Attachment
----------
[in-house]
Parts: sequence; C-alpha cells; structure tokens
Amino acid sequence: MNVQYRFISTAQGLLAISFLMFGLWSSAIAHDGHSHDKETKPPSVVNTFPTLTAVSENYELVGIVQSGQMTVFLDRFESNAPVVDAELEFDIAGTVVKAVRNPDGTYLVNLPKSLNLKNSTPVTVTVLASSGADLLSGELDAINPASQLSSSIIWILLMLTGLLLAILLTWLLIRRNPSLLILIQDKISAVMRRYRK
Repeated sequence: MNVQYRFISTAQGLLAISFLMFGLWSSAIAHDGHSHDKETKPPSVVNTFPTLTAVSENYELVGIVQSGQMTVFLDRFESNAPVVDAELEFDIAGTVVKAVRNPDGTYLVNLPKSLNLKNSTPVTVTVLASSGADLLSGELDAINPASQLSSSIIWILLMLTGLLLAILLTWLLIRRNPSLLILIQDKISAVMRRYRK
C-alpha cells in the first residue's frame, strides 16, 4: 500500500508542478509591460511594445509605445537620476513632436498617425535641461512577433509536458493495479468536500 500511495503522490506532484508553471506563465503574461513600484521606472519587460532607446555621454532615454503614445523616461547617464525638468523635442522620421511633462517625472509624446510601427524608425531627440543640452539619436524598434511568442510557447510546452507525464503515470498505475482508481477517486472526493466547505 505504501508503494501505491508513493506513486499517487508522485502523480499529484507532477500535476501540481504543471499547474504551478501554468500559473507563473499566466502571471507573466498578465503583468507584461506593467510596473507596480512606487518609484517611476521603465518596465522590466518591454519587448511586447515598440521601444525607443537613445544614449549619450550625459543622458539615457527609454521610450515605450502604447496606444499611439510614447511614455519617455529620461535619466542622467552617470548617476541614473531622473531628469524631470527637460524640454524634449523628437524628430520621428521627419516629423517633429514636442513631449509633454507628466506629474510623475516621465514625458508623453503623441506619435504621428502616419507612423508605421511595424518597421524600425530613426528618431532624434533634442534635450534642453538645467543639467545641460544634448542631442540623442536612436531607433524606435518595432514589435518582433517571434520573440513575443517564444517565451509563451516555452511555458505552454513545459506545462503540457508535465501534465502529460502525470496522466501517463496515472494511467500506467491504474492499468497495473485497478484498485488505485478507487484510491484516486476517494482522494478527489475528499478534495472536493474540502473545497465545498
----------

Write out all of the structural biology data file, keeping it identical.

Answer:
[in-house]
Parts: sequence; C-alpha cells; structure tokens
Amino acid sequence: MNVQYRFISTAQGLLAISFLMFGLWSSAIAHDGHSHDKETKPPSVVNTFPTLTAVSENYELVGIVQSGQMTVFLDRFESNAPVVDAELEFDIAGTVVKAVRNPDGTYLVNLPKSLNLKNSTPVTVTVLASSGADLLSGELDAINPASQLSSSIIWILLMLTGLLLAILLTWLLIRRNPSLLILIQDKISAVMRRYRK
Repeated sequence: MNVQYRFISTAQGLLAISFLMFGLWSSAIAHDGHSHDKETKPPSVVNTFPTLTAVSENYELVGIVQSGQMTVFLDRFESNAPVVDAELEFDIAGTVVKAVRNPDGTYLVNLPKSLNLKNSTPVTVTVLASSGADLLSGELDAINPASQLSSSIIWILLMLTGLLLAILLTWLLIRRNPSLLILIQDKISAVMRRYRK
C-alpha cells in the first residue's frame, strides 16, 4: 500500500508542478509591460511594445509605445537620476513632436498617425535641461512577433509536458493495479468536500 500511495503522490506532484508553471506563465503574461513600484521606472519587460532607446555621454532615454503614445523616461547617464525638468523635442522620421511633462517625472509624446510601427524608425531627440543640452539619436524598434511568442510557447510546452507525464503515470498505475482508481477517486472526493466547505 505504501508503494501505491508513493506513486499517487508522485502523480499529484507532477500535476501540481504543471499547474504551478501554468500559473507563473499566466502571471507573466498578465503583468507584461506593467510596473507596480512606487518609484517611476521603465518596465522590466518591454519587448511586447515598440521601444525607443537613445544614449549619450550625459543622458539615457527609454521610450515605450502604447496606444499611439510614447511614455519617455529620461535619466542622467552617470548617476541614473531622473531628469524631470527637460524640454524634449523628437524628430520621428521627419516629423517633429514636442513631449509633454507628466506629474510623475516621465514625458508623453503623441506619435504621428502616419507612423508605421511595424518597421524600425530613426528618431532624434533634442534635450534642453538645467543639467545641460544634448542631442540623442536612436531607433524606435518595432514589435518582433517571434520573440513575443517564444517565451509563451516555452511555458505552454513545459506545462503540457508535465501534465502529460502525470496522466501517463496515472494511467500506467491504474492499468497495473485497478484498485488505485478507487484510491484516486476517494482522494478527489475528499478534495472536493474540502473545497465545498